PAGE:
Journal of Radiation Research and Radiation Proces ›› 2018, Vol. 36 ›› Issue (6): 60201-060201.doi: 10.11889/j.1000-3436.2018.rrj.36.060201

• RADIOBIOLOGY AND RADIOMEDICINE •     Next Articles

Environmental enrichment improves irradiation-induced cognitive dysfunction

TANG Liyun1, NAI Aitao1, WANG Zhen2, XU Yang3, LIU Zhenghai2, HE Jie4, CHEN Xi2, HE Shuya5, ZHONG Xiaolin6, TANG Yinjuan7, WAN Wei2, AI Xiaohong1, CAO Wenyu2   

  1. 1 Department of Radiation Oncology, The First Affiliated Hospital of University of South China, Hengyang 421001, China;
    2 Clinical Anatomy & Reproductive Medicine Application Institute, Medical College, University of South China, Hengyang 421001, China;
    3 Department of Physiology, Medical College, University of South China, Hengyang 421001, China;
    4 Department of Pathology, Medical College, University of South China, Hengyang 421001, China;
    5 Department of Radiation Medicine, School of Public Health, University of South China, Hengyang 421001, China;
    6 Institute of Clinical Medicine, The First Affiliated Hospital of University of South China, Hengyang 421001, China;
    7 School of Basic Medicine, Xiangnan University, Chenzhou 423000, China
  • Received:2018-08-06 Revised:2018-09-17 Online:2018-12-20 Published:2018-12-21
  • Supported by:

    Supported by the Natural Science Foundation of Hunan Province of China (2018JJ3460, 2018JJ3429, 2018JJ3464, 2018JJ4034), the Education Department Foundation of Hunan Province of China (14A125, 16A187, 16B245, 17B230), Planning Project of Hunan Provincial Health and Family Planning Commission Research Projects (C2016042), The Start-up Funds for PhDs in University of South China (2015XQD27, 2015XQD28), Applied Anatomy and Reproductive Medicine Key Laboratory Construction Project in Hengyang (2017KJ182), and the Science Foundation Project for Postgraduate student of the University of South China in 2018(2018KYZ065, 2018KYZ069)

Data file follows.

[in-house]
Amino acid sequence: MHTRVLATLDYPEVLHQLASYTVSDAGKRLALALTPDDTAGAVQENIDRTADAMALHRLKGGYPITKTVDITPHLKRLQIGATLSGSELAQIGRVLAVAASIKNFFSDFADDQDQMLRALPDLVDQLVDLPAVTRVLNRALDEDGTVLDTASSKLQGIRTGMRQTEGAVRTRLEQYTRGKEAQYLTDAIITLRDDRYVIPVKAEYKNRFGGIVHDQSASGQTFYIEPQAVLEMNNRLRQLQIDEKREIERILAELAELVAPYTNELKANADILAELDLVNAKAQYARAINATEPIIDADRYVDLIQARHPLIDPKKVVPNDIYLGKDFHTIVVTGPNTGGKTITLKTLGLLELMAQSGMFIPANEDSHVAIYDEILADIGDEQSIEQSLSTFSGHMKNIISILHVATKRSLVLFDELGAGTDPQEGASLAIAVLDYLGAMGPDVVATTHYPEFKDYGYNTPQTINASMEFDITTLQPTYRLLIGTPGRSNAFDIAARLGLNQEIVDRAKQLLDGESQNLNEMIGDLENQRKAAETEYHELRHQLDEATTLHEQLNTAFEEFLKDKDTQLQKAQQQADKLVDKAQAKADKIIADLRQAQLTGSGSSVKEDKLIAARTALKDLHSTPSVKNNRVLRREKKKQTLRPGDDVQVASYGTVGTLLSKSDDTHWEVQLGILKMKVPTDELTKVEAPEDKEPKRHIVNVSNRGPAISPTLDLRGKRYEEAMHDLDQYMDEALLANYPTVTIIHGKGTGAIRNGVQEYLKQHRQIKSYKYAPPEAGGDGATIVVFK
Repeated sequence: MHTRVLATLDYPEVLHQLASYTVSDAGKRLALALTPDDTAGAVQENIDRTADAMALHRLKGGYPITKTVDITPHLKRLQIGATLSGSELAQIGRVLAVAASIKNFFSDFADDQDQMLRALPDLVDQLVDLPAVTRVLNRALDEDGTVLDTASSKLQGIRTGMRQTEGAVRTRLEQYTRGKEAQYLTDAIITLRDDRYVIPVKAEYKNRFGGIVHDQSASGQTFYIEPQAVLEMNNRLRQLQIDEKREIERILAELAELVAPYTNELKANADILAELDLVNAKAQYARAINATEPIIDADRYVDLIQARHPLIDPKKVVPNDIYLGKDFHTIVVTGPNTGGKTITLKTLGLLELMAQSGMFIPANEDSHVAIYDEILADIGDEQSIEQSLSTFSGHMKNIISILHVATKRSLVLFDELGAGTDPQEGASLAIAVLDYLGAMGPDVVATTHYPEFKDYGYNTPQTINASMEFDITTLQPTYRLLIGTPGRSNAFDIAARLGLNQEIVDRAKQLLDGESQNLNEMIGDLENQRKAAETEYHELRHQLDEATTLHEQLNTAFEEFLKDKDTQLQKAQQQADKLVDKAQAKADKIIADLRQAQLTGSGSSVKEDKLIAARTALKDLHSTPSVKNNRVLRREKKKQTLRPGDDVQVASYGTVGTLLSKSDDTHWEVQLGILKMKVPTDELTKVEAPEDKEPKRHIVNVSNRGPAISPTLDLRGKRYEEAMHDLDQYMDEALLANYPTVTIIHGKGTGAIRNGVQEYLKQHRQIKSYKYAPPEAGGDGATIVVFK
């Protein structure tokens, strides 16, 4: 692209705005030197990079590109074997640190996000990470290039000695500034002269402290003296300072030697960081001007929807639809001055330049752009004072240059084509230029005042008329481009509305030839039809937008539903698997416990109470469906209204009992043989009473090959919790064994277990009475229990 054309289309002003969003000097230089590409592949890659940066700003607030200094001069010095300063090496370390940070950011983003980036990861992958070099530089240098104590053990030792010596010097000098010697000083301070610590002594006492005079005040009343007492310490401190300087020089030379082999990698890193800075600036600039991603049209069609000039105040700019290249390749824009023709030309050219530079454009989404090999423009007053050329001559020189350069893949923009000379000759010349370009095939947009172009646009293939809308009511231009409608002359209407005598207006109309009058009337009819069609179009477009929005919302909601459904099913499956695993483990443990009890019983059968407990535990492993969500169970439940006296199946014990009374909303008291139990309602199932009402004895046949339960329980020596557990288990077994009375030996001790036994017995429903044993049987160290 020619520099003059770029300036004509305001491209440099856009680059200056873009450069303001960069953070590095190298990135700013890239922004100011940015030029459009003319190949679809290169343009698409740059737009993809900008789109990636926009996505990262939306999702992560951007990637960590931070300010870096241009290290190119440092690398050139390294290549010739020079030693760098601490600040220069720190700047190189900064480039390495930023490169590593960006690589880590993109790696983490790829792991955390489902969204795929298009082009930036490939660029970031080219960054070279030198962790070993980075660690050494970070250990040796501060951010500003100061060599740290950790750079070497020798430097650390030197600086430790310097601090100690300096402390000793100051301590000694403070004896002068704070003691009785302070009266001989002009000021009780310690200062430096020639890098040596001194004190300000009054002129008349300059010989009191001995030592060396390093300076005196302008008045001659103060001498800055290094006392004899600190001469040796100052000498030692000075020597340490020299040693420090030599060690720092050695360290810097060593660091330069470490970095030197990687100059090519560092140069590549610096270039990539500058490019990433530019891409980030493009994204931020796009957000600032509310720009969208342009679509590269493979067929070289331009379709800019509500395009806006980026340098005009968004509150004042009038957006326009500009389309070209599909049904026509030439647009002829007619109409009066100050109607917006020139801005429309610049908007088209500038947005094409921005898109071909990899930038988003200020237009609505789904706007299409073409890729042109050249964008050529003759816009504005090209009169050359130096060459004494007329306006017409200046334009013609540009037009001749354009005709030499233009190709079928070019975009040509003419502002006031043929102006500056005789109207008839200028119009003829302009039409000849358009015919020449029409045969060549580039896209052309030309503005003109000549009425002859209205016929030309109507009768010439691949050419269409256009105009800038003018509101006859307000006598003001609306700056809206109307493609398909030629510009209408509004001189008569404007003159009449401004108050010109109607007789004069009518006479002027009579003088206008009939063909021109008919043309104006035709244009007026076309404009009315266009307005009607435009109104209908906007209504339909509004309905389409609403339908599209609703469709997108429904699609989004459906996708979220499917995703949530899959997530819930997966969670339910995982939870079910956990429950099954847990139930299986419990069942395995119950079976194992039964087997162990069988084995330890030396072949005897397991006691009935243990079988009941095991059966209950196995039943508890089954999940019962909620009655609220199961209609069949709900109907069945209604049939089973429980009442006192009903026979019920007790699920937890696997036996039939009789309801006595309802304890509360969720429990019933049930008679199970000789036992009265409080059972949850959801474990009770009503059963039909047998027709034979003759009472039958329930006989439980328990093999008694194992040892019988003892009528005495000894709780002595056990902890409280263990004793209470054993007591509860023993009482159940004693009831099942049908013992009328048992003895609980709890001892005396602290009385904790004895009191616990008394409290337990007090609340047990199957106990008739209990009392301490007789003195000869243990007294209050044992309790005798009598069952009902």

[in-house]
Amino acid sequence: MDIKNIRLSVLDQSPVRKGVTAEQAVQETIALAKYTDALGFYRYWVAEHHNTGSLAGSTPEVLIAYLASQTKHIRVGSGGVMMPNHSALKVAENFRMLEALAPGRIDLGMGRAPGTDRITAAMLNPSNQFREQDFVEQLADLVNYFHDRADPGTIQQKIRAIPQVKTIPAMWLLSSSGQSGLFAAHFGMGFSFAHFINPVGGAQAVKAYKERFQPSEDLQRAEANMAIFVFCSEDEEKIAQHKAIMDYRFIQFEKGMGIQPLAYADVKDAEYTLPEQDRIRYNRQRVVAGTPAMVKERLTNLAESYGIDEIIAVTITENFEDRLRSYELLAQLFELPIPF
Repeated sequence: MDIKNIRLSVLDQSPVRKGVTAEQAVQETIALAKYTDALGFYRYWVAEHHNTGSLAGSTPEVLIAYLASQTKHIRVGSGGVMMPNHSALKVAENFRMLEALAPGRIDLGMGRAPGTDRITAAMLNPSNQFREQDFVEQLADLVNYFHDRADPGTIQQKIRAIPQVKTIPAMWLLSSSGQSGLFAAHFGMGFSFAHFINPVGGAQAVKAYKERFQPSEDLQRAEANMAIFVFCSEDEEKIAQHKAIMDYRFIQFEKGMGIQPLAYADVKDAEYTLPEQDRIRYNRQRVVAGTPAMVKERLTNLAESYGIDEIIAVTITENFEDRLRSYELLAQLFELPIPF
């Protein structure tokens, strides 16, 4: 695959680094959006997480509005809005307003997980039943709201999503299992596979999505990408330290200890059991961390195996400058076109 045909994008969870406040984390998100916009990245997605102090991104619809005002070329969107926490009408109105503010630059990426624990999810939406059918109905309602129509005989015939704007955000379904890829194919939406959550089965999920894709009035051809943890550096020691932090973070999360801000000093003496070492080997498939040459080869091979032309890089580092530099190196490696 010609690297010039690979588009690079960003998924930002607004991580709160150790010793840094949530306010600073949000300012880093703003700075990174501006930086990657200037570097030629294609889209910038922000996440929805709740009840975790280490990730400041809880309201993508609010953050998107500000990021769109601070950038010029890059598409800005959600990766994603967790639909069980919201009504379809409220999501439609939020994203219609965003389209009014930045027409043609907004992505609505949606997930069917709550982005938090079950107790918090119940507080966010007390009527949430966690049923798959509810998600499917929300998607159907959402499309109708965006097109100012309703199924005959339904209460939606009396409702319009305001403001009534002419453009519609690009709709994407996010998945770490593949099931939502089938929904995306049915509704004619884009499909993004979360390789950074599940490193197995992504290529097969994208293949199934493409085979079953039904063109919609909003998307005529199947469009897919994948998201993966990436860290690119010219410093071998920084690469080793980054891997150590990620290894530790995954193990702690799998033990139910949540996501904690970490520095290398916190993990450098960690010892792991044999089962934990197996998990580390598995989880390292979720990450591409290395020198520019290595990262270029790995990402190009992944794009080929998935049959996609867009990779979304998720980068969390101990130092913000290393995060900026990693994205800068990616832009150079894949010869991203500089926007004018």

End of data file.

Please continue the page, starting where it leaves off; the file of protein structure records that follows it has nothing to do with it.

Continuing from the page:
Abstract:

To investigate the protective effect and potential mechanism of environmental enrichment (EE) on irradiation-induced cognitive dysfunction in mice, thirty-six female Kunming mice were randomly divided into three groups administered different treatments:control, Irradiation (IR), and IR+EE. The mice in IR group and IR+EE group were irradiated with 137Cs g rays at an absorbed dose of 4.0 Gy. Mice in the IR+EE group were housed in EE for 35 d following irradiation. The object recognition task was used to evaluate the cognitive function of mice. The expression of the neurogenesis marker doublecortin (DCX), and phosphorylated cAMP response element-binding protein (p-CREB) was detected by using immunohistochemical staining. The expression of the cAMP response element-binding protein (CREB) and p-CREB proteins in hippocampus was assayed by using western blotting. The results showed that compared with control group, the irradiation group had a low discrimination ratio in the object recognition task (45.55±5.80 vs. 2.99±6.18, p<0.05), had fewer DCX positive cells (123.8±9.3 vs. 70.2±5.9, p<0.05), and had a remarkably lower level of p-CREB/CREB (1.007±0.058 vs. 0.772±0.039, p<0.05). Compared with the IR group, the IR+EE group had an enhanced discrimination ratio (2.99±6.18 vs. 28.31±7.30, p<0.05), more DCX positive cells (70.2±5.9 vs. 95.7±6.5, p<0.05), and up-regulated the expression of p-CREB/CREB (0.772±0.039 vs. 1.014±0.093, p<0.05). The results suggest that EE may alleviate irradiation-induced cognitive dysfunction and impair neurogenesis via enhancing hippocampal p-CREB expression.

Key words: Environmental enrichment, Hippocampus, Cyclic adenosine monophosphate (cAMP) response element binding protein (CREB), Cognitive dysfunction, Neurogenesis, Ionizing radiation

CLC Number: 

  • R818.74